The Ants, the Bees, and the Blind Spots of the Human Mind

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Charles Henry Turner, the son of a nurse and a church janitor, dedicated his life to investigating insects, focusing on proving that insects are far more intelligent than previously believed. He was the first to prove that insects can hear and distinguish pitch, and the first scientist to achieve Pavlovian conditioning in insects. He also illuminated sex differences in ant intelligence and discovered that ants, bees, and wasps learn, remember, and recognize landmarks to get home. Unfortunately, despite his groundbreaking research, he was turned away from every university post he applied to on account of his race; Turner lived through the harsh climates of the late 19th and early 20th centuries. Read full article here

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The Priest in the Arena

The phrase “man in the arena” has been popularized in recent years, but a lesser known, more dangerous archetype is the “priest in the arena”. This figure is responsible for a process called theocratic capture, where an institution surrenders to a cult demanding unaccountable authority, fueled by claims to privileged knowledge. These cults often target powerful institutions and attempt to monopolize conversations with scaremongering tactics and hostile treatment of allies. It is important to identify and stop theocratic capture before it can gain control. Read full article here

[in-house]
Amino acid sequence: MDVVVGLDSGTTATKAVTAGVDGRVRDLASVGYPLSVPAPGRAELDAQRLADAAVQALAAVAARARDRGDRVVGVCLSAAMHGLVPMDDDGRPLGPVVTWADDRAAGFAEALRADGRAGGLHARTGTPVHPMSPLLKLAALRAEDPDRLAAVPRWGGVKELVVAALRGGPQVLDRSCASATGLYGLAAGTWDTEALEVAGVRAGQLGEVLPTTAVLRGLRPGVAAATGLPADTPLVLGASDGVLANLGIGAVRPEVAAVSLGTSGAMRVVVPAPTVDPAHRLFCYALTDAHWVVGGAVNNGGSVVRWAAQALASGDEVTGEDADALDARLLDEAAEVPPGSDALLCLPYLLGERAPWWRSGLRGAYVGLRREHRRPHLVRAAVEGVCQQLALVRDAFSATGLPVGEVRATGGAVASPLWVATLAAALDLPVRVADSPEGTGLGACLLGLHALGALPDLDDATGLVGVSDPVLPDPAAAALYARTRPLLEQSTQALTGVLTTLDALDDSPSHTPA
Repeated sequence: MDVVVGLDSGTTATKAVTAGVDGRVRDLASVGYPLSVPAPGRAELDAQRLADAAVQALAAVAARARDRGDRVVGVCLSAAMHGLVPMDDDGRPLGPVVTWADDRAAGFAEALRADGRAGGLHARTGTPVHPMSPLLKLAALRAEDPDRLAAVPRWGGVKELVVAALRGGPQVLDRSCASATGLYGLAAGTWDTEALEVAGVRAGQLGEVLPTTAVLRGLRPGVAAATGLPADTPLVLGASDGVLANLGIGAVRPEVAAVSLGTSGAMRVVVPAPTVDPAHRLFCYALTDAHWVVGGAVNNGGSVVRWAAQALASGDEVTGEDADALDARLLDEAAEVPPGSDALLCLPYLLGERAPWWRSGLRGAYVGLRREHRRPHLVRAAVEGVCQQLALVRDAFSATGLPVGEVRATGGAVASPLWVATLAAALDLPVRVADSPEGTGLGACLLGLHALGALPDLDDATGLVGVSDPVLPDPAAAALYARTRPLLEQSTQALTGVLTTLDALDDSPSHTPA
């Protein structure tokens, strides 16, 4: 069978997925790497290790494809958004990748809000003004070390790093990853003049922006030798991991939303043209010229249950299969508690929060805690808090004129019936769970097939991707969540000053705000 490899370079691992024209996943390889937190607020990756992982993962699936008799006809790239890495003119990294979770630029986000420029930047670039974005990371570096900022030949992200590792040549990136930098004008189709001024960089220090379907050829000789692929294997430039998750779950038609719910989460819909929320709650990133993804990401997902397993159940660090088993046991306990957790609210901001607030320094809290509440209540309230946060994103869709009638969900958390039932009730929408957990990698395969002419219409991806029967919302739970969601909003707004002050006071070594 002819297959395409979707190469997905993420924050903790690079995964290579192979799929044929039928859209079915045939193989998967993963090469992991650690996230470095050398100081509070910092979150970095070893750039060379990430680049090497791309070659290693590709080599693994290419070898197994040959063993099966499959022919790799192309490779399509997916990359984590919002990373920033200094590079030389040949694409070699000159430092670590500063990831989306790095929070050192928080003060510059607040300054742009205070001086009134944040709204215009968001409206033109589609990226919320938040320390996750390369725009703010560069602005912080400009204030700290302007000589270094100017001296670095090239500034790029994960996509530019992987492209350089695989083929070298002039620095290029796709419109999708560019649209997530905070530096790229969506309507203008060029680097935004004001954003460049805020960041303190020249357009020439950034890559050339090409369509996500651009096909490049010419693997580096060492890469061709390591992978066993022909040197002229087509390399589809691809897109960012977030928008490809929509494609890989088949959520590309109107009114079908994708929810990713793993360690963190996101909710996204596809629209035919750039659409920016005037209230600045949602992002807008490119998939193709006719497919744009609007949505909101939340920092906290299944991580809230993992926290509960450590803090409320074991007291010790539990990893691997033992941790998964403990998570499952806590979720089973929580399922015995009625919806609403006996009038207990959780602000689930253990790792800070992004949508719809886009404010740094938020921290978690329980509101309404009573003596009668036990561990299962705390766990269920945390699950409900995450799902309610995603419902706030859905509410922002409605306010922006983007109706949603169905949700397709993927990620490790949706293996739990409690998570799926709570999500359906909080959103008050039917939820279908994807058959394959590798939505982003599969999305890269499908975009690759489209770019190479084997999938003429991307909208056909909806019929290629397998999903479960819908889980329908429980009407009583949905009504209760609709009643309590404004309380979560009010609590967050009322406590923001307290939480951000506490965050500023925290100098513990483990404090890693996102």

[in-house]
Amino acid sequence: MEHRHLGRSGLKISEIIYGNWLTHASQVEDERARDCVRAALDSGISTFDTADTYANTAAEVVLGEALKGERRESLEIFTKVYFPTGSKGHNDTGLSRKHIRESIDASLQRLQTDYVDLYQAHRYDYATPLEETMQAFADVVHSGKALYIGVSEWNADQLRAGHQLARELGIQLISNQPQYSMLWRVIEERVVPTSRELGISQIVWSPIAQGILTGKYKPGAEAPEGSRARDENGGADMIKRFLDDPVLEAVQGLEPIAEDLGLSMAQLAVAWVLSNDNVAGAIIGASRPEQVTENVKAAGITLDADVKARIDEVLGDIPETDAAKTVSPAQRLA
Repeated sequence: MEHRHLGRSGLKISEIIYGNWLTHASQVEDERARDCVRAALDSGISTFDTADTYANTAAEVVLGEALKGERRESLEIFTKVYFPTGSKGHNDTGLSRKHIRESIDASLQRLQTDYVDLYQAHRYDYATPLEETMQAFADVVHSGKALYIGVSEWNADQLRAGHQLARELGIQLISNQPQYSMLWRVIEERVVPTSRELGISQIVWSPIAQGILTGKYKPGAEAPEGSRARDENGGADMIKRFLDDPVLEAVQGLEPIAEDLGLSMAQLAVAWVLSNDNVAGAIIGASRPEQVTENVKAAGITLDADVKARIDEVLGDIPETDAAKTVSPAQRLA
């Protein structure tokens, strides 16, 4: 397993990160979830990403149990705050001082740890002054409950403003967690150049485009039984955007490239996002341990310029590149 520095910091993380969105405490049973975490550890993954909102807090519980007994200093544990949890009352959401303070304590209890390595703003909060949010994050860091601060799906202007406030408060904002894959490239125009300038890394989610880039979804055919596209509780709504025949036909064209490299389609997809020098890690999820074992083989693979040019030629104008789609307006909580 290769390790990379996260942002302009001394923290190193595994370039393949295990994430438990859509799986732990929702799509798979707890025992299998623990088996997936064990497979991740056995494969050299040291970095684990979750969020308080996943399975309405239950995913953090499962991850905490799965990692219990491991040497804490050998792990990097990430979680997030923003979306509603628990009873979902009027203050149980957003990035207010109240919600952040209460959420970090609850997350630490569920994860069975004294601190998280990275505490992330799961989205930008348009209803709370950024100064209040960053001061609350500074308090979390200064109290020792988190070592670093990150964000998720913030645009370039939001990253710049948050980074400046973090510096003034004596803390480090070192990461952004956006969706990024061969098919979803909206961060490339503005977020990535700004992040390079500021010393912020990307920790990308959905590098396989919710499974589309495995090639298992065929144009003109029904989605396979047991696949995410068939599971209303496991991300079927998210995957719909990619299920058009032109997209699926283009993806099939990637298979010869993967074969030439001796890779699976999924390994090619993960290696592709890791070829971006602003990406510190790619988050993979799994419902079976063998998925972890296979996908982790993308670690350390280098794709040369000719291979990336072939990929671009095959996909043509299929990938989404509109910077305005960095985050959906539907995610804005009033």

Maps Distort How We See the World

Maps have a major impact on how we perceive the world, as they often distort reality. One example is the Mercator projection, which can make countries closer to the equator appear smaller than they actually are. Africa is an especially stark example, as it’s much larger than it appears on a map. This distortion can lead to a poor intuition for comparative region sizes, with Brazil being the most short-changed. It’s even big enough that its northernmost point is closer to Canada than its southernmost point! While international maps are chosen for good reasons, they can be deceitful. Read full article here

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